Creating community for people with disabilities

WSU pre-med senior stepped into leadership role to help welcome, advocate for group members

WSU+senior+Mikayla+Beckley+is+vice+president+of+the+Disabled+Students+and+Allies+Club.

COURTESY OF MIKAYLA BECKLEY

WSU senior Mikayla Beckley is vice president of the Disabled Students and Allies Club.

ANNIE HAGER, Evergreen reporter

It all started with a recruitment email from the WSU Access Center looking for students with leadership qualities.

Mikayla Beckley responded, and now is the vice president of the Disabled Students and Allies Club. The group focuses on creating an inclusive community for students with disabilities.

Beckley is a senior on a pre-med track, and she is majoring in genetics and cell biology with the goal of becoming a pediatrician. She transferred from Central Washington University after her freshman year.

“My heart always wanted to go to WSU,” Beckley said. “I moved to WSU because of that community.” 

Members in the DSAAC work to empower those with disabilities, as well as help them build confidence through different workshops and events, Beckley said.

The WSU Access Center provides accommodations and services to students with disabilities, whether psychological conditions, medical disabilities or temporary injuries.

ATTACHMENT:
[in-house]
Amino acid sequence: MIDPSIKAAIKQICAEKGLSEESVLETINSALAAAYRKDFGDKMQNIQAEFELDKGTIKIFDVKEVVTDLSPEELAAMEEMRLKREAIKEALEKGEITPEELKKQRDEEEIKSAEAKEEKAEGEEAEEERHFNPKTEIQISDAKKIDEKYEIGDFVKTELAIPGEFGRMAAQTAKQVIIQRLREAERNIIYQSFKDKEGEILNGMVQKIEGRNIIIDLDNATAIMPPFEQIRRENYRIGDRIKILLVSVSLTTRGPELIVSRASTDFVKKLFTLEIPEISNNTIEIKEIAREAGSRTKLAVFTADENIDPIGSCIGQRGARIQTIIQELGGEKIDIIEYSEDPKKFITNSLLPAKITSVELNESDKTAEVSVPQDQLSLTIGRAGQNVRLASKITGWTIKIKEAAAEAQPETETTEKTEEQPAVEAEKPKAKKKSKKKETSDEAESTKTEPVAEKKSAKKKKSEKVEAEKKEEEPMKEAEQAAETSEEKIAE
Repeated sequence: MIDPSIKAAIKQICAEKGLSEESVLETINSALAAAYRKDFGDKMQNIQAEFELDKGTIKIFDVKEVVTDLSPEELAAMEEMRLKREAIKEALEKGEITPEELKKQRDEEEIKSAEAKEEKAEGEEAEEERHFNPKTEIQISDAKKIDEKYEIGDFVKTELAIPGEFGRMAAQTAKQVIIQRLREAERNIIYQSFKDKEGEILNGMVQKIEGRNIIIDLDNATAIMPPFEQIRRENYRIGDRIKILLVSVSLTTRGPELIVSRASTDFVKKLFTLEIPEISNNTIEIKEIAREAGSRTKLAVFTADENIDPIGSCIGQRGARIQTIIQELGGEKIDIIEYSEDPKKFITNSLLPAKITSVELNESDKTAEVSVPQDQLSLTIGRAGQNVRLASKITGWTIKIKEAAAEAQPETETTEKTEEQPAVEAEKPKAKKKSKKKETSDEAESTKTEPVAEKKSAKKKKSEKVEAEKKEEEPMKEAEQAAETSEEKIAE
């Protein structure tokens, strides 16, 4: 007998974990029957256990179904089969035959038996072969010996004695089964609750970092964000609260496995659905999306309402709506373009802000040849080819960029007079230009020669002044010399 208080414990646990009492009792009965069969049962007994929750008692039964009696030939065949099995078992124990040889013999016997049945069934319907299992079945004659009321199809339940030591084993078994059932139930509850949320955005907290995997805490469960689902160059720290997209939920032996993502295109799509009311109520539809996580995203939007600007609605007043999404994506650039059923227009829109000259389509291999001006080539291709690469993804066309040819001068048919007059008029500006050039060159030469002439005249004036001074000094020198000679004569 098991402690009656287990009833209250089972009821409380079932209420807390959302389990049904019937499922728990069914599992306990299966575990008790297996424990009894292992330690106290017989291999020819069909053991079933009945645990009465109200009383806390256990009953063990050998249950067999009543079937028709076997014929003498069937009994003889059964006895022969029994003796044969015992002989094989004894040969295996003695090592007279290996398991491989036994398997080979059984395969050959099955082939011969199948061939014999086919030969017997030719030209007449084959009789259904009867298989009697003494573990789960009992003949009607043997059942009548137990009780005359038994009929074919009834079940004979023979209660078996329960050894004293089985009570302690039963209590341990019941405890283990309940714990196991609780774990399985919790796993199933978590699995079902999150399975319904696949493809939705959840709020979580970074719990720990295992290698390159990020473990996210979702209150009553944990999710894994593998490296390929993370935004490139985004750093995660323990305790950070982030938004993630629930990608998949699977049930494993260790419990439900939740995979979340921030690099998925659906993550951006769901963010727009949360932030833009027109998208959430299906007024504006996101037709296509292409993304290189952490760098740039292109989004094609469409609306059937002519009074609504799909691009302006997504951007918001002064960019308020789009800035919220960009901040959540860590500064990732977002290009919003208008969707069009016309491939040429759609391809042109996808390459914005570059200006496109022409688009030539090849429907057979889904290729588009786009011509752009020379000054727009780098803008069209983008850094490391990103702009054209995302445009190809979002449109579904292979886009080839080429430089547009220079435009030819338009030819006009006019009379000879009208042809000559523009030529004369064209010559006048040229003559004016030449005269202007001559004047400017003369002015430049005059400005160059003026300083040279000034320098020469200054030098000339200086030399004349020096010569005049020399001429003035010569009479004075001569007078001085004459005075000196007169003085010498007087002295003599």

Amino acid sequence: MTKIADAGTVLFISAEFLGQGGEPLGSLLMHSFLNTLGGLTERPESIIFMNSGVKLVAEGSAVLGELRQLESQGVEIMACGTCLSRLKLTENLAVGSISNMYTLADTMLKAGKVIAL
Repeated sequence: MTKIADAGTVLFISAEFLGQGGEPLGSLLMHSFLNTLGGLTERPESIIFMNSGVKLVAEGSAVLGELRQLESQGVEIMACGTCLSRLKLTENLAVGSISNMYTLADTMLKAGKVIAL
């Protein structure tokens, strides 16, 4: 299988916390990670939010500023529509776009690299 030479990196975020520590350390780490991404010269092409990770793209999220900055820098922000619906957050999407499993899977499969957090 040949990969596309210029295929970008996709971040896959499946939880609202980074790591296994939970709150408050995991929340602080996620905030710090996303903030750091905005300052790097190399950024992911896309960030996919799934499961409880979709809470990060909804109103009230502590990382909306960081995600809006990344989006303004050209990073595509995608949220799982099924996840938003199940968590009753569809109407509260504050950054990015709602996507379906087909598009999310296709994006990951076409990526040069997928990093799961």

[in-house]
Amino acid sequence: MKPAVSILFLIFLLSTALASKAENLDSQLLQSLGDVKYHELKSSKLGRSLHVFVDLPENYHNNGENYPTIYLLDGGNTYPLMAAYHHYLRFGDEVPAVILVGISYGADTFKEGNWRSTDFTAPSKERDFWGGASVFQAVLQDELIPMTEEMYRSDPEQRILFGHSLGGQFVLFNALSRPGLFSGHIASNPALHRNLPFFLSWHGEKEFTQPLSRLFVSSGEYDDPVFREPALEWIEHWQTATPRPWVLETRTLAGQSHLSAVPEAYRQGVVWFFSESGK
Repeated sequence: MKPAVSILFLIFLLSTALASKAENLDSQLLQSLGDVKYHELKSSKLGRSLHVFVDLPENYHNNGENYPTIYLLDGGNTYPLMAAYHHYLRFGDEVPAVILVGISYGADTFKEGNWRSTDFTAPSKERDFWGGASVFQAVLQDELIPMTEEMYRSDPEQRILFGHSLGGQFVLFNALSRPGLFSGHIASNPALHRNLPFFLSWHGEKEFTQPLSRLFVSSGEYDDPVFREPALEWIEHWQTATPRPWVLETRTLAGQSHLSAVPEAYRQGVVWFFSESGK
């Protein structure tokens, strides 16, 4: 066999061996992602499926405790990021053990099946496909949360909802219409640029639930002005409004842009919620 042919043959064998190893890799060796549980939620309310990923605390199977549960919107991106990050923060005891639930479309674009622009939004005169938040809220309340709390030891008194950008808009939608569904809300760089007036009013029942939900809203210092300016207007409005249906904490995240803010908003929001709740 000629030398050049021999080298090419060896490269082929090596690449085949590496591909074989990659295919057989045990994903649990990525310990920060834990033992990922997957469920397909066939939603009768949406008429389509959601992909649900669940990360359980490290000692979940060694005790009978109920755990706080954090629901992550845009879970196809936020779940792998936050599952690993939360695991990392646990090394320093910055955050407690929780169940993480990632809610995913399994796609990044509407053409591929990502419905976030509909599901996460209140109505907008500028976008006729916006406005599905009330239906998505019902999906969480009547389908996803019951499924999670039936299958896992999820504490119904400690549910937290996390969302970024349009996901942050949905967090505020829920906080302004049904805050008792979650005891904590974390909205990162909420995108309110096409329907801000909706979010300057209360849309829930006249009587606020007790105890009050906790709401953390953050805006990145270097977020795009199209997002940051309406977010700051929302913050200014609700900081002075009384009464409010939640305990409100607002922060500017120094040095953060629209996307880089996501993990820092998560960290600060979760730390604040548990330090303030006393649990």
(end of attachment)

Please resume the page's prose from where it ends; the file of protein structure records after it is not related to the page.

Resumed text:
“We partner with the access center to provide resources for people who don’t necessarily have access to [them],” Beckley said. 

Mikaela Thepvongsa is the Tri-Cities liaison officer working with the access coordinator. Her main job is to coordinate meetings and events with the other officers in the DSAAC. 

“As a deaf student, I have experienced numerous hardships and barriers when it comes to receiving adequate access to healthcare,” Thepvongsa wrote in an email. 

Many hospitals and clinics require to be contacted through a phone call for scheduling purposes. 

“This is something I have always struggled with since I cannot hear over the phone,” Thepvongsa wrote in an email. 

One of the most unique things about the DSAAC is that all students across the WSU system, both with and without disabilities, are encouraged to join, Beckley said. 

“I [wanted] to push myself in a leadership position to really fight and get rid of some of the stigmas behind disabilities,” Beckley said. 

She said she has learned so much about issues with different disabilities and the barriers to access resources. 

“I really want to start implementing action,” Beckley said. “[For example], hearing what students’ concerns are and really voicing that to the dean or the president so we can try to implement some of those changes.”

One of Beckley’s favorite memories as vice president is being welcomed in by the other officers with open arms, Beckley said.

“How open, kind and accepting everyone was is something that is really special to me,” she said. 

Beckley enjoys watching members of the organization advocate for themselves and seeing their confidence grow only seven weeks into the semester, she said.

Getting the club out there and giving it the attention that it deserves is something Beckley wants to continue to work towards, she said. The DSAAC strives to create an inclusive and supportive environment for all students in the WSU system.

“It has been amazing to see our community grow and how it transcended over the past few months,” Trepvongsa said.